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Monday, June 19, 2017

Matador Down

The following is an excerpt from the chronicle of my hitchhiking trip to California in June of 1971 with my best friend Chuck. It describe our experiences on the day his uncle Rube took us to Juarez to see the bullfights. It was a brutal day in our young lives. So is this account. Jump to the end if you want to cheer for what happened to the Matador... Steer clear if you are sensitive to such violence.

The time drew near for the fights.  They all piled into Rube's old station wagon and headed off to pick up another couple who were going to the fights with them.  Rube said that he never took the Caddy south.  The Mexes could have the station wagon if they really wanted it, he said.   Rube parked the car on a side street and the walked to the arena where they met one additional member of the party.  He was a bullfighter himself, but not recently.  He explained the activities that were to come.

Mariachis played outside the arena raising a festive air.  The arena consisted of about 20 rows of tiered benches surrounding a dirt ring.  A wooden wall provided a safe zone between the dirt ring and the first row of seats.  On two sides of the field a narrow wall provided a place of refuge for the Matador to duck behind.  Amplified fanfare music poured from the speaker cones above the last row of seats and the crowd rose to their feet at the promenade of the Matadors, toreadors and company. Two men on horseback and a three brightly dressed Toreadors walked around the perimeter.  The Picadors strutted their horses and carried the colors on spears. 

A heavy wooded door was swung open and a maddened bull leaped into the arena.  The three toreadors pranced around looking like fairy clowns dresses in pink and green satin clothes waving pink ropes at the bull.  They teased the bull like a squadron of flies on a horse.   Then El Matador, Manolo Martinez, hero of the bull ring strutted onto the arena to the lauding of the crowd.  Women threw roses to him and blew kisses.  He waved his hand to his adoring fans.  His skin tight golden satin suit shown in the afternoon sun backed by his red cape.  He declared his manhood by ignoring the bull that stood across the field from him.  A scabbard hung by his side.

The gate was once again opened and two Picadors rode blindfolded horses onto the field.  One horse was heavily padded on the left side and under his belly.  The other on the right.   The riders of the horses surrounded the bull and goaded him with a spear tip in the shoulders.  This barbarity is supposed to tell if the bull is a good one or not. In actuality, this act is to weaken the neck muscles and keep the bull's head lower to the ground.   Manolo ran up next to the bull and stuck him with small barbed poles with colored streamers.  Blood streamed from the wounds on the shoulders.  He ducked his head, beat his hooves and charged the Matador.  He thundered passed the Manolo as he sidestepped, misleading the bull with the presentation of the cape.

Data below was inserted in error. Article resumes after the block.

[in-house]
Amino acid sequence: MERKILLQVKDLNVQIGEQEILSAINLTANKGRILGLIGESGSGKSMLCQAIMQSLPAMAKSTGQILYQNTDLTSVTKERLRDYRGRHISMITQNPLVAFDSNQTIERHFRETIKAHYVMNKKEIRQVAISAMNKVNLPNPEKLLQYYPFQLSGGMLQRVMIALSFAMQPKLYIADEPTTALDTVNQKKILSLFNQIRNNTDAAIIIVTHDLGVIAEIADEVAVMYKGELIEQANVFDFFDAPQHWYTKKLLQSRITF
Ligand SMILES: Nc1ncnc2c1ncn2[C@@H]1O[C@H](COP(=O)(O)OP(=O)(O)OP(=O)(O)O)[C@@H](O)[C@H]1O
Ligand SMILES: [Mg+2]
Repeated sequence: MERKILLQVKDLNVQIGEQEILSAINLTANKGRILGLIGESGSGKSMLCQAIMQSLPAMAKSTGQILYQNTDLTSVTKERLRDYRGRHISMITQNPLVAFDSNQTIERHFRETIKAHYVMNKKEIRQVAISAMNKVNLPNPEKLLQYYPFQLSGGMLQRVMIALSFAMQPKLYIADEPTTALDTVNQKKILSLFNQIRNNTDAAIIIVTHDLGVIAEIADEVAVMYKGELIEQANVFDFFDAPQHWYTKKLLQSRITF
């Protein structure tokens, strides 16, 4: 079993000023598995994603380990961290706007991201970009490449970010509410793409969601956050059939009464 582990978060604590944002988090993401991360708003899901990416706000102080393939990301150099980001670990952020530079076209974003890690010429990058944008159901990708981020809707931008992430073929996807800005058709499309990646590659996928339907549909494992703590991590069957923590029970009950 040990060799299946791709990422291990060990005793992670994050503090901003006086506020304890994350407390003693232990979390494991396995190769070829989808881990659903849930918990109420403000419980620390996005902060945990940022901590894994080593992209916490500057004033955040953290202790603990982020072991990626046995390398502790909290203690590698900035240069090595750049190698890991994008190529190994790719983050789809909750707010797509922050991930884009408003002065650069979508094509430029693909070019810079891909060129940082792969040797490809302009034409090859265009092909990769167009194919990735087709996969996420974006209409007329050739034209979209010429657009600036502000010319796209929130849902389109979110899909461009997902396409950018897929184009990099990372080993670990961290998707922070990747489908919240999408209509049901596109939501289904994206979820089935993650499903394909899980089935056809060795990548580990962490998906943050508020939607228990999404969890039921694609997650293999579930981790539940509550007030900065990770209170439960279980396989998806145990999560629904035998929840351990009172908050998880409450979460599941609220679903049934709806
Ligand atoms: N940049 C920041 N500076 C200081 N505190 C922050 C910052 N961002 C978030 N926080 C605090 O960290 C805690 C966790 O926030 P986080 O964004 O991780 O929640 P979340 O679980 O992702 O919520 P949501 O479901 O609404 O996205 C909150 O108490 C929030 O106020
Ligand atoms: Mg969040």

"Ole, cried the crowd.  "Ole," again as the bull again charged the cape and missed the man.  Martinez reeled about and faced the charging bull.  The bull stopped short and pitched his head backwards.  The matador drew his sword from its scabbard and hid it under the cape.  He took three more charges, stepping aside and allowing the bull to rush passed under the loose fabric.  Then he turned to face the staggering bull.  His tongue hung loosely from his frothing mouth.  Martinez drew the sword high above his head and drew himself up on his toes.  With three quick steps, he advanced on the bull and drove the sword between the shoulder blades of this first bull of the day.

The bull's tongue hung limply from his gaping mouth.  He staggered.  Martinez faced him down as the bull fell to his knees.  The costumed man withdrew the sword with a sweeping gesture and stood before the dying bull with the sword raised above his head.  The crowd cried, "Ole". 

The bull fell to his side and stretched out his legs as the muscles relaxed.  A little fat man ran on to the field and thrust a dagger into the brain of the bull under the back of his skull.  The bull twitched then lay still.  Then in one final act of man over beast, he cut the ears and tail and presented them to the matador, who displayed them in the air.

One of the horsemen rode out into the arena.  The little fat man looped a lasso loop over the horns of the dead bull and the horse dragged the dead carcass out through the wooden door.